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1 Samuel 9:1-27
God works differently in the lives of His precious people according to the need. As we study God’s call of Saul to be king, we will discover God’s unique ways of working and empowering His people to carry out His purposes. From this we can find further clarity about how God might work in one’s own life as well as encouragement to complete the tasks that God has set before us.
Below we will first look at God’s call in 1 Samuel 9 and then God’s confirmation of this call in 1 Samuel 10. 1 Samuel 11 describes the affirmation of Saul’s call (not in this article).
The Lord spends a great amount of time discussing Saul’s call to be king, 27 verses to be exact. The extra space provided helps us not only see that the Lord has specially chosen Saul but as to how the Lord has let Saul know about this calling. The Lord did not allow for any confusion.
Some people do not like the word ‘call’ to describe how God works in an individual’s life to make him aware of his particular duty given by Him. Whether the word is biblical is somewhat irrelevant. The concept is certainly here (Note that a calling is not exclusively used for pastoral or missionary work!). But what does ‘call’ imply? How does God work it out in our lives?
Let us learn from the extended passage before us. By the uniqueness of Saul’s calling, we should at a minimum recognize God personalizes His call to a person’s life and situation.
Check out our Digital Old Testament Library for a huge collection of resources on 1 Samuel and all of the Old Testament!
God works through everyday events - His father tells him to look for the donkeys (9:3).
Saul was a Benjamite1, the son of a mighty Benjamin warrior named Kish (9:1).
Saul was handsome and tall (9:2).
The Lord involves a prophet (seer) in letting Saul know what He wanted (9:9).
The Lord speaks to Samuel the prophet about what He wants (9:15).
The Lord tells Samuel how Saul will be the key to deliverance (9:16).
The Lord specifically identified Saul to Samuel, “Behold the man…” (9:17).
Samuel treats Saul special before other leaders (9:20-25).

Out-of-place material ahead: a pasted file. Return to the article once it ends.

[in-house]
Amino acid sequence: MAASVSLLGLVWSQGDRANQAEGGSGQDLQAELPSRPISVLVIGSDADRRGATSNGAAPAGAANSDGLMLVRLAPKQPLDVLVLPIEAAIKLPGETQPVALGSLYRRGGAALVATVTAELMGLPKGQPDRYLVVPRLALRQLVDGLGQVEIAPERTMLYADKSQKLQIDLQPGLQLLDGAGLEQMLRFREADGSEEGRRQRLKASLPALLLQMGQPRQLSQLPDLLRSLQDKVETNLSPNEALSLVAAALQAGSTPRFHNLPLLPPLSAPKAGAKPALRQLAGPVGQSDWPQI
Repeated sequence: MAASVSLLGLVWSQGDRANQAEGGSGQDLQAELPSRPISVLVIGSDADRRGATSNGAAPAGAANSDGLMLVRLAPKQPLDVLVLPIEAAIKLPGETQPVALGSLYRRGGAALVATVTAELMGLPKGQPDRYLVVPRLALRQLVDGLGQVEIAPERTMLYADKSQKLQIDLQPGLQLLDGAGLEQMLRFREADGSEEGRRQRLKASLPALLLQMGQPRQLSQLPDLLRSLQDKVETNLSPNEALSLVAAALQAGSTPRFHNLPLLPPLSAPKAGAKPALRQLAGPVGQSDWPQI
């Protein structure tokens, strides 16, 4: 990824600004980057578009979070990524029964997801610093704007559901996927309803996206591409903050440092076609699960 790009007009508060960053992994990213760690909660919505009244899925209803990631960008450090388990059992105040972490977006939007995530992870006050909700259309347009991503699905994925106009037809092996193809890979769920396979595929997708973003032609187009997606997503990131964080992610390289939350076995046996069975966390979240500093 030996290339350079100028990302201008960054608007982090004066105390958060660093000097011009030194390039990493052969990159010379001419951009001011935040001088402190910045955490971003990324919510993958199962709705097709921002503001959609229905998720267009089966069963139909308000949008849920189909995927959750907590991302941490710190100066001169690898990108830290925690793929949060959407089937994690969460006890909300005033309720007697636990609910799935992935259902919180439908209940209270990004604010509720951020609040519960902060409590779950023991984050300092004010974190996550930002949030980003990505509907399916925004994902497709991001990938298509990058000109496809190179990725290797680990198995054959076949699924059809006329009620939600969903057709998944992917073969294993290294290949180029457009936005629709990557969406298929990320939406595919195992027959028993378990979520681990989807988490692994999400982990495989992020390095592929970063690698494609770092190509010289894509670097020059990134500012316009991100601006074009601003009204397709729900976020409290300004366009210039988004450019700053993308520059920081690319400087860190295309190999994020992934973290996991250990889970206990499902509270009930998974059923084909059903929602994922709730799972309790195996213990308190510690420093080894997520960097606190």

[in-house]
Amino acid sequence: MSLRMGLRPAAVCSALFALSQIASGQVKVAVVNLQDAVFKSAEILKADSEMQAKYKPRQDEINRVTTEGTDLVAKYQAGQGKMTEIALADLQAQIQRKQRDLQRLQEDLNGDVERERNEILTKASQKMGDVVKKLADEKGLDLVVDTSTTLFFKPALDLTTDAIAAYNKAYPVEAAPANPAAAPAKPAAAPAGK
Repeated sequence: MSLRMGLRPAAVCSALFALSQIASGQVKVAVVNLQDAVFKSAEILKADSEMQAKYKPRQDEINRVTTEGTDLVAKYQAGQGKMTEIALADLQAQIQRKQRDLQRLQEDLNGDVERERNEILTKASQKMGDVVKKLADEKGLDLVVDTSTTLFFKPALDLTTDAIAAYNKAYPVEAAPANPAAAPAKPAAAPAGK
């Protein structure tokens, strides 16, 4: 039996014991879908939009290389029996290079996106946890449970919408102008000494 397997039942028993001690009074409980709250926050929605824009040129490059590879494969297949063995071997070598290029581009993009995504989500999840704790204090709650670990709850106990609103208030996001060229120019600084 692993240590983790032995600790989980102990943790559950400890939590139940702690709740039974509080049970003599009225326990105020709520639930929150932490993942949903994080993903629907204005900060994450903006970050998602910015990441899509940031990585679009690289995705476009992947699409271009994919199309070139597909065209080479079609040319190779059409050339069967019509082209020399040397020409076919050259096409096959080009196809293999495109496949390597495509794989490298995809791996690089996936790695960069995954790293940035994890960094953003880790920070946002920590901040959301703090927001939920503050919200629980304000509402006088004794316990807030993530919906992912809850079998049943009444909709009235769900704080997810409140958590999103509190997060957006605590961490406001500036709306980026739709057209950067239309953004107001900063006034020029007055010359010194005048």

Samuel seeks occasion to speak to Saul about kingship (9:26-27).
God chooses all sort of people to fulfill His tasks, often a person would never choose. In this case Saul was handsome, tall and well-off people (9:1). This is not always the case, though! Amos the prophet was a shepherd (Amos 7:14-15). David was from the smallest of families. Saul says that he also was from a very small family in the smallest of tribes (9:21).
The Lord in fact often works with those who have weaknesses to have them trust in Him and keep from pride (Saul - 10:21). 1 Samuel 9:1 stated that Saul’s father was well known and well off. The Hebrew word has both these meanings. It is true that 9:21 that Saul states that his family is of the least of the families in the smallest tribe. His stemming could be more polite than actual. Or I could portray how God chooses the most unlikely at times.
The Benjaminites had gone through rough treatment in the past (Judges 20-21). God seems to favor choosing the unlikely ones to do His honored tasks.
The Lord at first might use our general life circumstances to connect us to the right people to hear what He wants us to hear. We should not be concerned with God’s ability to connect us to the right people. He can and does work these matters out as necessary. We cannot easily miss God’s plan. Our problem is dismissing His plan because it seems impossible.
God often speaks through His prophets to communicate His ‘call’ to a person. God will have those in leadership recognize and affirm the call. Part of the reason the Lord communicates through them is to affirm the position that the person is to hold. (Imagine if Saul just said, “God told me I am king.”)? He needed those in leadership to recognize this (chapter 10).
We do not volunteer ourselves but God appoints us. The call refers to the time when the Lord lets us know what He wants to do through our lives. We do not find the Lord asking permission (Psalm 24:1 We all belong to Him). Since God has designed us, He knows best how to use us. His will is always according to how He has designed us.3
God knows each of us. He has designed us for various things even if we are unaware of Him. We cannot hide from Him. The Lord knew exactly where to find Saul.
God’s call is largely directed toward the individual because it is meant to instill the faith and direction that is needed for upcoming service. There is no single way God does this. The Levites have a calling by heritage, but others needed a special series of events to get them to where God wanted them to be.
We should recognize, however, that in some cases like this one, that God lets others know of what He is doing so to make room for this person’s new role. Sometimes this takes much time such as in David’s case. He was anointed king far earlier than he was king. But when the time is right, God makes those leaders aware. In this case the Lord worked through Samuel and the being chosen by the lot.
God worked this way through Samuel in part so that he, other leaders and the people would know Saul’s appointment was from God. Samuel himself needed to make room for this new element of kingship (His sons would not rule). All the people needed to come to recognize him as king. Since it came from Samuel, most everyone (not all - 10:27) could trust this appointment of Saul as King.
Saul’s calling is so interesting because it is ultra unique and customized. God entwined the very events of daily life to get Saul’s attention, call him and set him as king.
Continue -> Questions on God's Calling (1 Samuel 9)